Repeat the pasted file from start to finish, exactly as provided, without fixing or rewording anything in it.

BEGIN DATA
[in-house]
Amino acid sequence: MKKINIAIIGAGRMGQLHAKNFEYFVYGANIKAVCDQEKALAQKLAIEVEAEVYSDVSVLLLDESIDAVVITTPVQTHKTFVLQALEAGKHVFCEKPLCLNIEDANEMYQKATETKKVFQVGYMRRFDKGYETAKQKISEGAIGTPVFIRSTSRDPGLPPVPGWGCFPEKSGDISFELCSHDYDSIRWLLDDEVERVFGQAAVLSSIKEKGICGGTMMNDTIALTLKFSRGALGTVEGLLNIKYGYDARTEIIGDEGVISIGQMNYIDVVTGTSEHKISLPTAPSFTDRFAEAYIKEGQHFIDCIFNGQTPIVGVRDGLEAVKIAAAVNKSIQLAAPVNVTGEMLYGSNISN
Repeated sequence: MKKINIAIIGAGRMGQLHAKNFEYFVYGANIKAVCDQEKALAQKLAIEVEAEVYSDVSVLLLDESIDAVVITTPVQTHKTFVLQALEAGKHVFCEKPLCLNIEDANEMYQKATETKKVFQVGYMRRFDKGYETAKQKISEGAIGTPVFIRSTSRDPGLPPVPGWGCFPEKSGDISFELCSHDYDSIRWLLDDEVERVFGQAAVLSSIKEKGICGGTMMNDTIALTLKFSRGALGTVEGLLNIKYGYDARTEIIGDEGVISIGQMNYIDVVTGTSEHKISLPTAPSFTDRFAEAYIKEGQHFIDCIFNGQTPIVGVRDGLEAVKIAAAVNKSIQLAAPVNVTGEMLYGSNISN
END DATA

[in-house]
Amino acid sequence: MKKINIAIIGAGRMGQLHAKNFEYFVYGANIKAVCDQEKALAQKLAIEVEAEVYSDVSVLLLDESIDAVVITTPVQTHKTFVLQALEAGKHVFCEKPLCLNIEDANEMYQKATETKKVFQVGYMRRFDKGYETAKQKISEGAIGTPVFIRSTSRDPGLPPVPGWGCFPEKSGDISFELCSHDYDSIRWLLDDEVERVFGQAAVLSSIKEKGICGGTMMNDTIALTLKFSRGALGTVEGLLNIKYGYDARTEIIGDEGVISIGQMNYIDVVTGTSEHKISLPTAPSFTDRFAEAYIKEGQHFIDCIFNGQTPIVGVRDGLEAVKIAAAVNKSIQLAAPVNVTGEMLYGSNISN
Repeated sequence: MKKINIAIIGAGRMGQLHAKNFEYFVYGANIKAVCDQEKALAQKLAIEVEAEVYSDVSVLLLDESIDAVVITTPVQTHKTFVLQALEAGKHVFCEKPLCLNIEDANEMYQKATETKKVFQVGYMRRFDKGYETAKQKISEGAIGTPVFIRSTSRDPGLPPVPGWGCFPEKSGDISFELCSHDYDSIRWLLDDEVERVFGQAAVLSSIKEKGICGGTMMNDTIALTLKFSRGALGTVEGLLNIKYGYDARTEIIGDEGVISIGQMNYIDVVTGTSEHKISLPTAPSFTDRFAEAYIKEGQHFIDCIFNGQTPIVGVRDGLEAVKIAAAVNKSIQLAAPVNVTGEMLYGSNISN